an assembly for introducing a material (170) that sets to a hardened condition into the vertebral body comprising the cannula (30), characterized in that the assembly for introducing the material further comprises a tamping instrument (108) for advancement through the cannula, said tamping instrument comprising a body made of a rigid material having a length and a terminus which, during advancement through the cannula, is operable to urge material residing in the cannula into the cavity formed in the vertebral body."

Claim 1 according to auxiliary request 4 reads as follows (amendments compared with claim 1 of the main request highlighted by the Board):

"A system (10) for treating a human vertebral body comprising:

a cannula (30) whose interior provides a subcutaneous access path into the vertebral body;

a cavity forming instrument (76) sized and configured to be introduced through the cannula and to compress cancellous bone to form a cavity in the vertebral body, wherein the cavity forming instrument (76) comprises an expandable structure (86); and

an assembly for introducing [deleted: a material (170) that sets to a hardened condition] bone cement into the vertebral body comprising the cannula (30), characterized in that the assembly for introducing [deleted: the material] bone cement further comprises a tamping instrument (108) for advancement through the cannula, said tamping instrument comprising a body made of a rigid material having a length and a terminus which, during advancement through the cannula, is operable to urge [deleted: material] bone cement residing in the cannula into the cavity formed in the vertebral body."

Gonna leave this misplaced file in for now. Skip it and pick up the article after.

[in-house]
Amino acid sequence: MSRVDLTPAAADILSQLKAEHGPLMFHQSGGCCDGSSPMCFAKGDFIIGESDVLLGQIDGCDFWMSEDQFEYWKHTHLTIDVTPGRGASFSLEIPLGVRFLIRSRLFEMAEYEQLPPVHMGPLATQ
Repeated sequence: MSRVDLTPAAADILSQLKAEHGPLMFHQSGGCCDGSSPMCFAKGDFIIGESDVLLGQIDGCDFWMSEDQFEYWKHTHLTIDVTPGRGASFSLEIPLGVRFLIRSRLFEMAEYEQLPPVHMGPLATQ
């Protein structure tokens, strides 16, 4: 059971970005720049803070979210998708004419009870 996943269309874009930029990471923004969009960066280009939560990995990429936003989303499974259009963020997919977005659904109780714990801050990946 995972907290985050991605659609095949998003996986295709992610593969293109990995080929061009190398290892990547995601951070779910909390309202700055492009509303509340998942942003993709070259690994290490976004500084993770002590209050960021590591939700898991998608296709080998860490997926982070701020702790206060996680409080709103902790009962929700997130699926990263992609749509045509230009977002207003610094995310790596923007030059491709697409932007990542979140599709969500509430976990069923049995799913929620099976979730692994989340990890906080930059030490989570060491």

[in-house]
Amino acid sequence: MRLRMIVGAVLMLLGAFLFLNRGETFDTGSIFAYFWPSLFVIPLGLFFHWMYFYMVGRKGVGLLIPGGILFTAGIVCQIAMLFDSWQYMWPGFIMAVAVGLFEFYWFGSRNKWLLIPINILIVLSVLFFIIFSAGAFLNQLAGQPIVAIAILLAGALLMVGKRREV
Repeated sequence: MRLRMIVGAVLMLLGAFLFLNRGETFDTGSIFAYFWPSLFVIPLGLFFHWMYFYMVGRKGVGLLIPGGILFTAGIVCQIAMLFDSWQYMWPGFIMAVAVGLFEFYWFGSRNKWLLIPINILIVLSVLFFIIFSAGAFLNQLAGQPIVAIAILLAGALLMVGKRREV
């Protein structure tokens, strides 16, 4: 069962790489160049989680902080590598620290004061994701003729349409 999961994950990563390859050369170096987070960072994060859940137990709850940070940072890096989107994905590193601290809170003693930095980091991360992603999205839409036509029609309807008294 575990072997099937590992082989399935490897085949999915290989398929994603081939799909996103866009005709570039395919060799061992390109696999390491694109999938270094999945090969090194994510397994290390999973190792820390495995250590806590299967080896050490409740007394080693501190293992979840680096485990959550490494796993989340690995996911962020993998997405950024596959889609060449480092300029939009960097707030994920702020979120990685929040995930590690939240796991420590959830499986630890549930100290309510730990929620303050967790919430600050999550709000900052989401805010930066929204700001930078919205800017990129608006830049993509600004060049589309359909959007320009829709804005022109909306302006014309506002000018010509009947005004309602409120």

Claim 1 according to auxiliary request 5 reads as follows (amendments compared with claim 1 of the main request highlighted by the Board):

"A system (10) for treating a human vertebral body comprising:

a cannula (30) whose interior provides a subcutaneous access path into the vertebral body;

a cavity forming instrument (76) sized and configured to be introduced through the cannula and to compress cancellous bone to form a cavity in the vertebral body, wherein the cavity forming instrument (76) comprises an expandable structure (86); and